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Early last year, we exclusively broke the story that Sony and Disney had brokered a deal that would bring Spider-Man into to the Marvel Cinematic Universe. But before anyone knew Tom Holland would be the new Spider-Man, there was lots of speculation that this new take on the character would actually be Miles Morales and not Peter Parker. Ultimately, Marvel stuck with the tried, true, and most iconic Spider-Man alter ego. But now that the time has come for Ghost Rider to enter Marvel’s live-action Universe via ABC’s “Agents of S.H.I.E.L.D.” they went the opposite way. Rather than go with Johnny Blaze– the most well-known Ghost Rider– they went with the newer, Latino character Robbie Reyes.

They made this announcement shortly after our intrepid Scoop Hunter, Kellvin Chavez,  broke the story.

This move makes sense, if you think about it. Unlike with Spidey/Parker, Rider/Blaze has more negative baggage associated with him. Despite misfires like SPIDER-MAN 3 and THE AMAZING SPIDER-MAN 2, Spidey’s popularity remains high and all of his films have turned a hefty profit. Meanwhile. the first GHOST RIDER movie, starring Nicholas Cage, made barely enough to garner a sequel. The second one made even less. And both were killed by fans and critics alike. 

So bringing in a fresh interpretation makes sense, to distance themselves from the Cage films. But there’s more to it than that, of course, and Jeph Loeb took some time to shed some light on the decision-making that led us to Robbie Reyes.

In its inception, ‘S.H.I.E.L.D.’ has always been about finding the new, the weird, the unexplainable, and having gone through the last couple seasons and finding out about the Inhumans,” Loeb told the press. “The Marvel catalogue is filled with all kinds of really interesting, new and often weird things. And so we hit on Ghost Rider and… and in particular with the character of Robbie Reyes, because our show really at the end of the day hinges on the idea of family and how that works in the world. Robbie and his relationship with Gabe and his relationship with the Ghost Rider are all really interesting things for our S.H.I.E.L.D. folks to encounter, possibly even in negative ways.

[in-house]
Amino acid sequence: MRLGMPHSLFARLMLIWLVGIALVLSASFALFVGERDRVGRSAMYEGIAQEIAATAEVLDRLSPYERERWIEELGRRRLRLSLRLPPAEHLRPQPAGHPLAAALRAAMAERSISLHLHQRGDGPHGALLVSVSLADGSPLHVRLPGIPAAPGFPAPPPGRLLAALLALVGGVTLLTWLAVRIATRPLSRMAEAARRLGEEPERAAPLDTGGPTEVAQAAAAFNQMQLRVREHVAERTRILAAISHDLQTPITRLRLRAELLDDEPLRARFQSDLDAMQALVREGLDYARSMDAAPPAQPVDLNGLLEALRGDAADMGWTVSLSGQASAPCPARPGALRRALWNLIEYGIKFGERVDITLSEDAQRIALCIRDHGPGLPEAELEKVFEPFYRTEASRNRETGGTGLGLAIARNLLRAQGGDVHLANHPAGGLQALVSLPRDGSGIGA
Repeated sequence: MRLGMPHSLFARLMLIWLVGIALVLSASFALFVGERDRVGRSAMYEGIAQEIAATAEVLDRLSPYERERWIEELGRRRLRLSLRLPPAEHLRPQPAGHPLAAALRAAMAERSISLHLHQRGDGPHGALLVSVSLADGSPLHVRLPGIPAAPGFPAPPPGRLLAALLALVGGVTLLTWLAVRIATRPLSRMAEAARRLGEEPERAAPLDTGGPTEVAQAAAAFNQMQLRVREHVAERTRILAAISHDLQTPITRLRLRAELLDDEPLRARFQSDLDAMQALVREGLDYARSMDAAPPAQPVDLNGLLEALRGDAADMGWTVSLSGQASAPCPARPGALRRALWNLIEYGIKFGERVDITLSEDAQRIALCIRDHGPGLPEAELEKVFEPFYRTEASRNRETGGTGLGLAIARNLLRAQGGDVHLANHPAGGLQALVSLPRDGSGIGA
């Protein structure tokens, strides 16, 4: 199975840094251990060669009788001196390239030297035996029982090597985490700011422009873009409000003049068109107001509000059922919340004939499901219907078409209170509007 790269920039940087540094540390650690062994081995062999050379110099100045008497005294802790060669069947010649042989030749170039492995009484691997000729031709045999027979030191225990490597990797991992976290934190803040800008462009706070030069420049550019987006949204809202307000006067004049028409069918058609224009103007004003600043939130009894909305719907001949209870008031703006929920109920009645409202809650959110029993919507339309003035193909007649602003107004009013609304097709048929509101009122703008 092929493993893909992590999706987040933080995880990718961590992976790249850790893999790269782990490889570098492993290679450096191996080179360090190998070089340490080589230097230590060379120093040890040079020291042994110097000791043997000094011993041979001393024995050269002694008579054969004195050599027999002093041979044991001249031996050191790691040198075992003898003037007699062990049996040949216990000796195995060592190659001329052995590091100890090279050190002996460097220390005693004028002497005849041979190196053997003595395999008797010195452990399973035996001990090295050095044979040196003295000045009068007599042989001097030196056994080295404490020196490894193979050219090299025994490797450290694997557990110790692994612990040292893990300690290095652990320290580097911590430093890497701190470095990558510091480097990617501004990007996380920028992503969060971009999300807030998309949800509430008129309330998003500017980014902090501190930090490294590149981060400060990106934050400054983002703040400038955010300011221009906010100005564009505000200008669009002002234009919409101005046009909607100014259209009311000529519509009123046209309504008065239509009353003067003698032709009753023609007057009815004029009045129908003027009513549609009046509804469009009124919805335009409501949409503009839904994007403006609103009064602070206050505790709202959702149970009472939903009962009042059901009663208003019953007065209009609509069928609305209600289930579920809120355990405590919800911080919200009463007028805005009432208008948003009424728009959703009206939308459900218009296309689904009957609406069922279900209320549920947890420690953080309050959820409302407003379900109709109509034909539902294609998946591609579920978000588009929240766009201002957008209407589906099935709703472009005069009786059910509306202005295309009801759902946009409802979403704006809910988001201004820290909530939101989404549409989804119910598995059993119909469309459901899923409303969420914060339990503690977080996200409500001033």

We’re doing the Robbie Reyes of the character, who is a young Latino man from East LA. We were attracted to that because of that fact, just to see what he would be like in the dynamic of the show,” executive producer Maurissa Tancharoen added. “Also, it’s Ghost Rider with the flaming car! It’s kind of awesome.”

To that end, they hired someone I have somewhat of a personal connection to. Gabriel Luna was the star of the El Rey Network’s “Matador.” My aunt, Elizabeth Peña, played his mother in that series and it was one of the last things she worked on before her untimely passing in the fall of 2014. 

The general idea for bringing Ghost Rider into “Agents of S.H.I.E.L.D.” also made sense for the showrunners because the Marvel Cinematic Universe is about to head off in new, exciting directions on the big screen, so they want the series to mirror that direction. 

‘Doctor Strange’ is coming out and, if you’re familiar with the comic, it’s sort of a different side of the Marvel Cinematic Universe that’s going to be opened up, and we felt like it was the time to do this, because it plays in that world,” Jed Whedon, another executive producer, said. “It’s not exactly the spy world we live in. We feel like, with that entering the MCU, this is us sort of dipping our toe into that world as we open things up. And also it’s Ghost Rider, so it’s like there’s no real decision. They said, ‘Ghost Rider?’ ‘Yes, we will take it. Thank you.‘”

That last quote also reveals that Marvel Studios sort of pitched Ghost Rider to them for the show, which proves that- despite what some dismayed fans think- there is some legitimate synergy between the ABC show and the movies.

What do you think of the decision to make the new Ghost Rider Robbie Reyes instead of Johnny Blaze?

SOURCE: Comic Book Resources